By Alex Russell
Strategic Communications Manager at the Feed the Future Innovation Lab for Assets and Market Access at UC Davis.
Researchers conducting a randomized controlled trial to evaluate a Heifer International program in rural Nepal when the 7.8 magnitude Gorkha earthquake struck have shared preliminary findings that may draw hope from the destruction.
Heifer Internationals’ Smallholders in Livestock Value Chain (SLVC) program seeks to provide poor rural households—particularly women—a sustainable pathway out of poverty. April 25, 2015, the day the earthquake devastated much of the country, was less than a year after the research team began their evaluation of the program.
Of the seven districts within the study area, two—Dhading and Nuwakot—suffered catastrophic damage. The research team halted the study in those two districts.
"Providing emergency relief was more important than sticking to the original research design," says Sarah Janzen, an assistant professor of economics at Montana State University and a principal investigator on the study.
In the immediate aftermath of the quake, Heifer International deployed a response with immediate and livestock-related relief for its beneficiaries in both districts. This included interest-free $150 loans.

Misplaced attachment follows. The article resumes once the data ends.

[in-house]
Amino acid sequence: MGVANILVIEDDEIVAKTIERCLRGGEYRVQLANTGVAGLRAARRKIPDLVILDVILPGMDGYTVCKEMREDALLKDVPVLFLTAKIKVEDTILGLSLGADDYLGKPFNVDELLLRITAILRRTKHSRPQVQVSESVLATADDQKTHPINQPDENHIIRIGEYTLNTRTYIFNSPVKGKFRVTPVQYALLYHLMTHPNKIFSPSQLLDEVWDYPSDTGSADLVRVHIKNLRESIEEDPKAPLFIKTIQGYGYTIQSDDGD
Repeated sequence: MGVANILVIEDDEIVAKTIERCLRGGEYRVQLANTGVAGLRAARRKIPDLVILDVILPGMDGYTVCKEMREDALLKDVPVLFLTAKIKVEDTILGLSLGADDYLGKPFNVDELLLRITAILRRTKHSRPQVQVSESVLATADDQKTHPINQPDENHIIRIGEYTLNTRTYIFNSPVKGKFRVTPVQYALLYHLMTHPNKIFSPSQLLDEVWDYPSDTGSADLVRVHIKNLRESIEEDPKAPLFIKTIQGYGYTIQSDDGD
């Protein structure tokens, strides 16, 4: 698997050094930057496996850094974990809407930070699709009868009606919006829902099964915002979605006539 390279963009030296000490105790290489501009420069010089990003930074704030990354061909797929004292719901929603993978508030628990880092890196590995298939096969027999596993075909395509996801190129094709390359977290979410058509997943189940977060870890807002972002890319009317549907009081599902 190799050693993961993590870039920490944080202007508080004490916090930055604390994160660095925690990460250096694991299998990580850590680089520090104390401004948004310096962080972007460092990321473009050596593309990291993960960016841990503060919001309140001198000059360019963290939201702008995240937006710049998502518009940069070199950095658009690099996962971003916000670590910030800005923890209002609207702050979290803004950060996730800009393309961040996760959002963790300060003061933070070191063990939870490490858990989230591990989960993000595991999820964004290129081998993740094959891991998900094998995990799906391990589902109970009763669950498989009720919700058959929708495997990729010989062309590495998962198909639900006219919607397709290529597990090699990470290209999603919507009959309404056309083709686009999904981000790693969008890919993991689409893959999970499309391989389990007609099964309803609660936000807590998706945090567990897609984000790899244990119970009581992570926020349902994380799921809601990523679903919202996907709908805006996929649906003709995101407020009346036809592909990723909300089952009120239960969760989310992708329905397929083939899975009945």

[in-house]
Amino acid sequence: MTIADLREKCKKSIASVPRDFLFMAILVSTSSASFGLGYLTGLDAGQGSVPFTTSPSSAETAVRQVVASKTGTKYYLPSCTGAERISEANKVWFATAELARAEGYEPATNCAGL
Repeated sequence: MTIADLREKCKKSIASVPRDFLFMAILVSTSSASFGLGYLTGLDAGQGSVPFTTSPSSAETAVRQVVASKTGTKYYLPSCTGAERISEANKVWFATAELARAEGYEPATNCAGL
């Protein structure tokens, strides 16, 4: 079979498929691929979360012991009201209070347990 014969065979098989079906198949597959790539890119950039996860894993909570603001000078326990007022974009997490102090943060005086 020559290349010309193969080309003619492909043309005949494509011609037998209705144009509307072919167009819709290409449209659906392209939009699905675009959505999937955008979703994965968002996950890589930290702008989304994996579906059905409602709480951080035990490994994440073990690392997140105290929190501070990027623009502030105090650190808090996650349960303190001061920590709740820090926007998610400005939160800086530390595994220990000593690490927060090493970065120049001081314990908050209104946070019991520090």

Janzen and her team have reported that in the remaining five districts of the study, the program made women more empowered and more connected to financial markets. These results come from data collected one year after the earthquake, and a year and a half after the program began. The team plans to collect additional rounds of data in the summers of 2017 and 2018.
Heifer International also asked the research team to expand the scope of their work. They have since launched a second study to measure the impacts of those interest-free loans, in part to measure whether they increased these families’ resilience in the wake of a major shock.
Learn more about the project from the Feed the Future Innovation Lab for Assets and Market Access.
Read how Heifer Nepal continues to work with families affected by the quake two years later.